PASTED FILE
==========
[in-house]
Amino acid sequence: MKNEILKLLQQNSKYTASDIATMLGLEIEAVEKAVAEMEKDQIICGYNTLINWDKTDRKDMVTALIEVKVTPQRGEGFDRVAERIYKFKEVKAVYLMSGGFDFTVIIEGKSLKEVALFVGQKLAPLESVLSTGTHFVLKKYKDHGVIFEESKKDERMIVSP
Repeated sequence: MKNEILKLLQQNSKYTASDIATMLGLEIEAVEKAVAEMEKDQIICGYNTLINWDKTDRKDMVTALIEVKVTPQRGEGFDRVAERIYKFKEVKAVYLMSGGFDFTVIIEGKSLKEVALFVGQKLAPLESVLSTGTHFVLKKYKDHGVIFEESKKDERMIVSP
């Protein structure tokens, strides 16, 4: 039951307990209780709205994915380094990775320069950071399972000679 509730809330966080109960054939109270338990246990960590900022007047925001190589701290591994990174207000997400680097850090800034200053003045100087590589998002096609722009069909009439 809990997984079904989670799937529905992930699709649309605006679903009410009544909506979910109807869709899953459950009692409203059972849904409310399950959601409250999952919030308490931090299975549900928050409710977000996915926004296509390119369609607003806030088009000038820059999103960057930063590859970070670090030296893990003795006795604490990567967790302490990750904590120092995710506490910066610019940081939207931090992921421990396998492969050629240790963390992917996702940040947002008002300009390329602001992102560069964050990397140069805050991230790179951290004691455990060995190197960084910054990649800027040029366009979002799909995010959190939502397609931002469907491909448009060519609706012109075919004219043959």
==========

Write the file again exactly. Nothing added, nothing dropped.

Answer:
[in-house]
Amino acid sequence: MKNEILKLLQQNSKYTASDIATMLGLEIEAVEKAVAEMEKDQIICGYNTLINWDKTDRKDMVTALIEVKVTPQRGEGFDRVAERIYKFKEVKAVYLMSGGFDFTVIIEGKSLKEVALFVGQKLAPLESVLSTGTHFVLKKYKDHGVIFEESKKDERMIVSP
Repeated sequence: MKNEILKLLQQNSKYTASDIATMLGLEIEAVEKAVAEMEKDQIICGYNTLINWDKTDRKDMVTALIEVKVTPQRGEGFDRVAERIYKFKEVKAVYLMSGGFDFTVIIEGKSLKEVALFVGQKLAPLESVLSTGTHFVLKKYKDHGVIFEESKKDERMIVSP
């Protein structure tokens, strides 16, 4: 039951307990209780709205994915380094990775320069950071399972000679 509730809330966080109960054939109270338990246990960590900022007047925001190589701290591994990174207000997400680097850090800034200053003045100087590589998002096609722009069909009439 809990997984079904989670799937529905992930699709649309605006679903009410009544909506979910109807869709899953459950009692409203059972849904409310399950959601409250999952919030308490931090299975549900928050409710977000996915926004296509390119369609607003806030088009000038820059999103960057930063590859970070670090030296893990003795006795604490990567967790302490990750904590120092995710506490910066610019940081939207931090992921421990396998492969050629240790963390992917996702940040947002008002300009390329602001992102560069964050990397140069805050991230790179951290004691455990060995190197960084910054990649800027040029366009979002799909995010959190939502397609931002469907491909448009060519609706012109075919004219043959």